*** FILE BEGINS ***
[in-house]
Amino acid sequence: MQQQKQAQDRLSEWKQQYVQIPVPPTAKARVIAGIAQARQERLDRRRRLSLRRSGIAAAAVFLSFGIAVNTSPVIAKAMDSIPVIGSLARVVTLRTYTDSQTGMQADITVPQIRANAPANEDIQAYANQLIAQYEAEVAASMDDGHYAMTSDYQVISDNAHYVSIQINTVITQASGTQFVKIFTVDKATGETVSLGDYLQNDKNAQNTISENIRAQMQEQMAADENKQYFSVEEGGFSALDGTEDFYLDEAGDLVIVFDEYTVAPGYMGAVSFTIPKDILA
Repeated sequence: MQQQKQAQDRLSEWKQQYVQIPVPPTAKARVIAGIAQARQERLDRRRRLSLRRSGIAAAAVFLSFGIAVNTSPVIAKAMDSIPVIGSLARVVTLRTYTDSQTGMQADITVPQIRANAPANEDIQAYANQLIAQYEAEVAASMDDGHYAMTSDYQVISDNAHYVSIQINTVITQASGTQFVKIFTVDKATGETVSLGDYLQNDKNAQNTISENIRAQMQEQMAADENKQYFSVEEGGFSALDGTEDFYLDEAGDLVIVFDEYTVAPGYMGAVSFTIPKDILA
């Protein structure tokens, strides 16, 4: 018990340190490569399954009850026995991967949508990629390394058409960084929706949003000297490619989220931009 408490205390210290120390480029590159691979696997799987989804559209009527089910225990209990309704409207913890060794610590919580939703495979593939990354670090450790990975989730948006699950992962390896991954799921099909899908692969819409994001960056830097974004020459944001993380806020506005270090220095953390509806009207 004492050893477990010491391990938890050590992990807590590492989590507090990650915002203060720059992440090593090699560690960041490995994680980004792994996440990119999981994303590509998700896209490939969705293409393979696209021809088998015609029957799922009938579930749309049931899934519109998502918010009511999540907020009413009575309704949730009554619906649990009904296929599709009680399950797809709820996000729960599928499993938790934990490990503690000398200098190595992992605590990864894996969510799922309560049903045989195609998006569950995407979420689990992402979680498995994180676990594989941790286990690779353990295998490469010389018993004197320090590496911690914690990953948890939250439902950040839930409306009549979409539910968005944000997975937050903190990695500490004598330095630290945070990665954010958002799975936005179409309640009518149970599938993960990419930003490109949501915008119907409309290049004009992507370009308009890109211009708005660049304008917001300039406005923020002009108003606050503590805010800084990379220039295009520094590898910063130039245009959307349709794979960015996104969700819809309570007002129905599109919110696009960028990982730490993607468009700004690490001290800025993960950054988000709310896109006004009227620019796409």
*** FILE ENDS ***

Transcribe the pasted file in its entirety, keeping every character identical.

[in-house]
Amino acid sequence: MQQQKQAQDRLSEWKQQYVQIPVPPTAKARVIAGIAQARQERLDRRRRLSLRRSGIAAAAVFLSFGIAVNTSPVIAKAMDSIPVIGSLARVVTLRTYTDSQTGMQADITVPQIRANAPANEDIQAYANQLIAQYEAEVAASMDDGHYAMTSDYQVISDNAHYVSIQINTVITQASGTQFVKIFTVDKATGETVSLGDYLQNDKNAQNTISENIRAQMQEQMAADENKQYFSVEEGGFSALDGTEDFYLDEAGDLVIVFDEYTVAPGYMGAVSFTIPKDILA
Repeated sequence: MQQQKQAQDRLSEWKQQYVQIPVPPTAKARVIAGIAQARQERLDRRRRLSLRRSGIAAAAVFLSFGIAVNTSPVIAKAMDSIPVIGSLARVVTLRTYTDSQTGMQADITVPQIRANAPANEDIQAYANQLIAQYEAEVAASMDDGHYAMTSDYQVISDNAHYVSIQINTVITQASGTQFVKIFTVDKATGETVSLGDYLQNDKNAQNTISENIRAQMQEQMAADENKQYFSVEEGGFSALDGTEDFYLDEAGDLVIVFDEYTVAPGYMGAVSFTIPKDILA
């Protein structure tokens, strides 16, 4: 018990340190490569399954009850026995991967949508990629390394058409960084929706949003000297490619989220931009 408490205390210290120390480029590159691979696997799987989804559209009527089910225990209990309704409207913890060794610590919580939703495979593939990354670090450790990975989730948006699950992962390896991954799921099909899908692969819409994001960056830097974004020459944001993380806020506005270090220095953390509806009207 004492050893477990010491391990938890050590992990807590590492989590507090990650915002203060720059992440090593090699560690960041490995994680980004792994996440990119999981994303590509998700896209490939969705293409393979696209021809088998015609029957799922009938579930749309049931899934519109998502918010009511999540907020009413009575309704949730009554619906649990009904296929599709009680399950797809709820996000729960599928499993938790934990490990503690000398200098190595992992605590990864894996969510799922309560049903045989195609998006569950995407979420689990992402979680498995994180676990594989941790286990690779353990295998490469010389018993004197320090590496911690914690990953948890939250439902950040839930409306009549979409539910968005944000997975937050903190990695500490004598330095630290945070990665954010958002799975936005179409309640009518149970599938993960990419930003490109949501915008119907409309290049004009992507370009308009890109211009708005660049304008917001300039406005923020002009108003606050503590805010800084990379220039295009520094590898910063130039245009959307349709794979960015996104969700819809309570007002129905599109919110696009960028990982730490993607468009700004690490001290800025993960950054988000709310896109006004009227620019796409």